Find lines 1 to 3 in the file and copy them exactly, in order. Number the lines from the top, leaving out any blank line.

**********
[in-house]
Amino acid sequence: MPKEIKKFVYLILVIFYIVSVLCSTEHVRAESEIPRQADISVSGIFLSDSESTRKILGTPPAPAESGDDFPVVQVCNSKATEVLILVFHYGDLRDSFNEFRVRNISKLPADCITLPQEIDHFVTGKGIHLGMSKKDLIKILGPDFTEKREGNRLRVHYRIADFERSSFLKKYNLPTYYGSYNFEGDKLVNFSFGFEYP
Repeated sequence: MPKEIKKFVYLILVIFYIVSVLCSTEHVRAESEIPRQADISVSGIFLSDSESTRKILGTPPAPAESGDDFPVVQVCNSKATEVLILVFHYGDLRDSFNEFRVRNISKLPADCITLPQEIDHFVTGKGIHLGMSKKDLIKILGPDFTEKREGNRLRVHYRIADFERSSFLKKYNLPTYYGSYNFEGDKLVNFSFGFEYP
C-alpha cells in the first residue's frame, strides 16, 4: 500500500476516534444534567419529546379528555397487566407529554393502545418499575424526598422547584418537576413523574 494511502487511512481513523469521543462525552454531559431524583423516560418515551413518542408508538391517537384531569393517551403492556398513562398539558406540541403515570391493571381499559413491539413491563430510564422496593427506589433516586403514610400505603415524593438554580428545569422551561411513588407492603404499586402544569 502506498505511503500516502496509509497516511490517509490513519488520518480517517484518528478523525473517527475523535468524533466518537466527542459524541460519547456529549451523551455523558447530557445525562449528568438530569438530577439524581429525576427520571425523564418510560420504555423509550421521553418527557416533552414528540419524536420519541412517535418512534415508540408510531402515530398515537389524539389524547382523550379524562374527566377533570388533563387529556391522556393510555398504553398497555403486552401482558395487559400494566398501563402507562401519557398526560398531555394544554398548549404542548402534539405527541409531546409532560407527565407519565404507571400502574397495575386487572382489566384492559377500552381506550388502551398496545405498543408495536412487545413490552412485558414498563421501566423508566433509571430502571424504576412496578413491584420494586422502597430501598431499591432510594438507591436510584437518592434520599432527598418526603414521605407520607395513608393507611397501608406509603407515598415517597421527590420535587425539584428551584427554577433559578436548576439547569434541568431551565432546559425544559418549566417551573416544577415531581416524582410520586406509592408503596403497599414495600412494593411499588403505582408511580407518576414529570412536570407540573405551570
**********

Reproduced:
[in-house]
Amino acid sequence: MPKEIKKFVYLILVIFYIVSVLCSTEHVRAESEIPRQADISVSGIFLSDSESTRKILGTPPAPAESGDDFPVVQVCNSKATEVLILVFHYGDLRDSFNEFRVRNISKLPADCITLPQEIDHFVTGKGIHLGMSKKDLIKILGPDFTEKREGNRLRVHYRIADFERSSFLKKYNLPTYYGSYNFEGDKLVNFSFGFEYP
Repeated sequence: MPKEIKKFVYLILVIFYIVSVLCSTEHVRAESEIPRQADISVSGIFLSDSESTRKILGTPPAPAESGDDFPVVQVCNSKATEVLILVFHYGDLRDSFNEFRVRNISKLPADCITLPQEIDHFVTGKGIHLGMSKKDLIKILGPDFTEKREGNRLRVHYRIADFERSSFLKKYNLPTYYGSYNFEGDKLVNFSFGFEYP